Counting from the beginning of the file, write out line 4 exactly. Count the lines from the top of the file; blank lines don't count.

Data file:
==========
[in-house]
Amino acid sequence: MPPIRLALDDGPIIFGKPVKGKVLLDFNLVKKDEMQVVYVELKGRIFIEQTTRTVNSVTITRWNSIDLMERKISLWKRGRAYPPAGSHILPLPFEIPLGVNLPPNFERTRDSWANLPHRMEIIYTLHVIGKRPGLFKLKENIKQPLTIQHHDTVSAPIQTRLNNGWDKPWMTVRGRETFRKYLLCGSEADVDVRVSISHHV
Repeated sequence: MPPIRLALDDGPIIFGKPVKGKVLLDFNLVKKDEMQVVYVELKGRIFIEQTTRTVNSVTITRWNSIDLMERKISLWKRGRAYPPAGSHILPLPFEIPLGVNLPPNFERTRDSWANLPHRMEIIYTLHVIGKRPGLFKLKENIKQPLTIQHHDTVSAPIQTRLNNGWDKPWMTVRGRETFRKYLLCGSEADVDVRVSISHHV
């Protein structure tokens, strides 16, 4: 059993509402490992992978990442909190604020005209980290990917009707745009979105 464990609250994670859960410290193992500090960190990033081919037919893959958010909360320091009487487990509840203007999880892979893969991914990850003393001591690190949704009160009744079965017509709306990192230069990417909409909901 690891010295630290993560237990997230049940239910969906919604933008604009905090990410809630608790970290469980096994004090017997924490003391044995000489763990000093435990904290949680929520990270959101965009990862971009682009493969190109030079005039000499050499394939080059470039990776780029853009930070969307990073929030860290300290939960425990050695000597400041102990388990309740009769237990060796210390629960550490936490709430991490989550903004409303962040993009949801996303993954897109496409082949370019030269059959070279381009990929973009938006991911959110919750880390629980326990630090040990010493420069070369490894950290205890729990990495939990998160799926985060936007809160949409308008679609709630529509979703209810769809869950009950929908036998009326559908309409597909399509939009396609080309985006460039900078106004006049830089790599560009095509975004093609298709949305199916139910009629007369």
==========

């Protein structure tokens, strides 16, 4: 059993509402490992992978990442909190604020005209980290990917009707745009979105 464990609250994670859960410290193992500090960190990033081919037919893959958010909360320091009487487990509840203007999880892979893969991914990850003393001591690190949704009160009744079965017509709306990192230069990417909409909901 690891010295630290993560237990997230049940239910969906919604933008604009905090990410809630608790970290469980096994004090017997924490003391044995000489763990000093435990904290949680929520990270959101965009990862971009682009493969190109030079005039000499050499394939080059470039990776780029853009930070969307990073929030860290300290939960425990050695000597400041102990388990309740009769237990060796210390629960550490936490709430991490989550903004409303962040993009949801996303993954897109496409082949370019030269059959070279381009990929973009938006991911959110919750880390629980326990630090040990010493420069070369490894950290205890729990990495939990998160799926985060936007809160949409308008679609709630529509979703209810769809869950009950929908036998009326559908309409597909399509939009396609080309985006460039900078106004006049830089790599560009095509975004093609298709949305199916139910009629007369």